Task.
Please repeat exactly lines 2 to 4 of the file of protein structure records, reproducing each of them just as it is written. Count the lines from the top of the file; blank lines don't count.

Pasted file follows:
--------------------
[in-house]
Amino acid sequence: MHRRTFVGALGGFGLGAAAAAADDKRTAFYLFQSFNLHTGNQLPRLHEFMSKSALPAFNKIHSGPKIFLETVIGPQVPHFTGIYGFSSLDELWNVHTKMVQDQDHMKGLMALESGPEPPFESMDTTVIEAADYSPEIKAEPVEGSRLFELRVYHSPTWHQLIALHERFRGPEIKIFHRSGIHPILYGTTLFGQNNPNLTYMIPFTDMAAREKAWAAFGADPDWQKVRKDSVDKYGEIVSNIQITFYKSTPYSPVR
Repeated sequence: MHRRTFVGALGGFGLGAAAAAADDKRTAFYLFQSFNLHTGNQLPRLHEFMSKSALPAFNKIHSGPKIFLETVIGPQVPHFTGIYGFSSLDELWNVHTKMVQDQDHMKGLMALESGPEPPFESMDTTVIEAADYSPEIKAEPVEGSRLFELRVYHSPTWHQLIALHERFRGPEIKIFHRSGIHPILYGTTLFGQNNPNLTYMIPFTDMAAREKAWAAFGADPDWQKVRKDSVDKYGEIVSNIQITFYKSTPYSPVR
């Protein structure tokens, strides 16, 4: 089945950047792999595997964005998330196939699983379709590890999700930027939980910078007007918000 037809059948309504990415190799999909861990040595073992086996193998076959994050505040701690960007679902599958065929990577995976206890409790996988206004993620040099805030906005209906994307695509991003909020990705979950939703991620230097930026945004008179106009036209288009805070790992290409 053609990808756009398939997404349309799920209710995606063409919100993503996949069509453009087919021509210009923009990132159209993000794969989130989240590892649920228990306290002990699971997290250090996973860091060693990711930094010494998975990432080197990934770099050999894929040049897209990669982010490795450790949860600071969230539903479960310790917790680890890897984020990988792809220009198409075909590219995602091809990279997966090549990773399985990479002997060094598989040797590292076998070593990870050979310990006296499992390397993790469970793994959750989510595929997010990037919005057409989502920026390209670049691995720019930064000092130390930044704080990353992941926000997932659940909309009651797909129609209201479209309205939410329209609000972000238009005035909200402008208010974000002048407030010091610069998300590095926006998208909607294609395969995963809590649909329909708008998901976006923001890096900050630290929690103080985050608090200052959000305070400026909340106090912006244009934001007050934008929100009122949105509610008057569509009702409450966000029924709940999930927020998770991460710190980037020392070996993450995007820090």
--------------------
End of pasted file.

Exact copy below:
Amino acid sequence: MHRRTFVGALGGFGLGAAAAAADDKRTAFYLFQSFNLHTGNQLPRLHEFMSKSALPAFNKIHSGPKIFLETVIGPQVPHFTGIYGFSSLDELWNVHTKMVQDQDHMKGLMALESGPEPPFESMDTTVIEAADYSPEIKAEPVEGSRLFELRVYHSPTWHQLIALHERFRGPEIKIFHRSGIHPILYGTTLFGQNNPNLTYMIPFTDMAAREKAWAAFGADPDWQKVRKDSVDKYGEIVSNIQITFYKSTPYSPVR
Repeated sequence: MHRRTFVGALGGFGLGAAAAAADDKRTAFYLFQSFNLHTGNQLPRLHEFMSKSALPAFNKIHSGPKIFLETVIGPQVPHFTGIYGFSSLDELWNVHTKMVQDQDHMKGLMALESGPEPPFESMDTTVIEAADYSPEIKAEPVEGSRLFELRVYHSPTWHQLIALHERFRGPEIKIFHRSGIHPILYGTTLFGQNNPNLTYMIPFTDMAAREKAWAAFGADPDWQKVRKDSVDKYGEIVSNIQITFYKSTPYSPVR
């Protein structure tokens, strides 16, 4: 089945950047792999595997964005998330196939699983379709590890999700930027939980910078007007918000 037809059948309504990415190799999909861990040595073992086996193998076959994050505040701690960007679902599958065929990577995976206890409790996988206004993620040099805030906005209906994307695509991003909020990705979950939703991620230097930026945004008179106009036209288009805070790992290409 053609990808756009398939997404349309799920209710995606063409919100993503996949069509453009087919021509210009923009990132159209993000794969989130989240590892649920228990306290002990699971997290250090996973860091060693990711930094010494998975990432080197990934770099050999894929040049897209990669982010490795450790949860600071969230539903479960310790917790680890890897984020990988792809220009198409075909590219995602091809990279997966090549990773399985990479002997060094598989040797590292076998070593990870050979310990006296499992390397993790469970793994959750989510595929997010990037919005057409989502920026390209670049691995720019930064000092130390930044704080990353992941926000997932659940909309009651797909129609209201479209309205939410329209609000972000238009005035909200402008208010974000002048407030010091610069998300590095926006998208909607294609395969995963809590649909329909708008998901976006923001890096900050630290929690103080985050608090200052959000305070400026909340106090912006244009934001007050934008929100009122949105509610008057569509009702409450966000029924709940999930927020998770991460710190980037020392070996993450995007820090």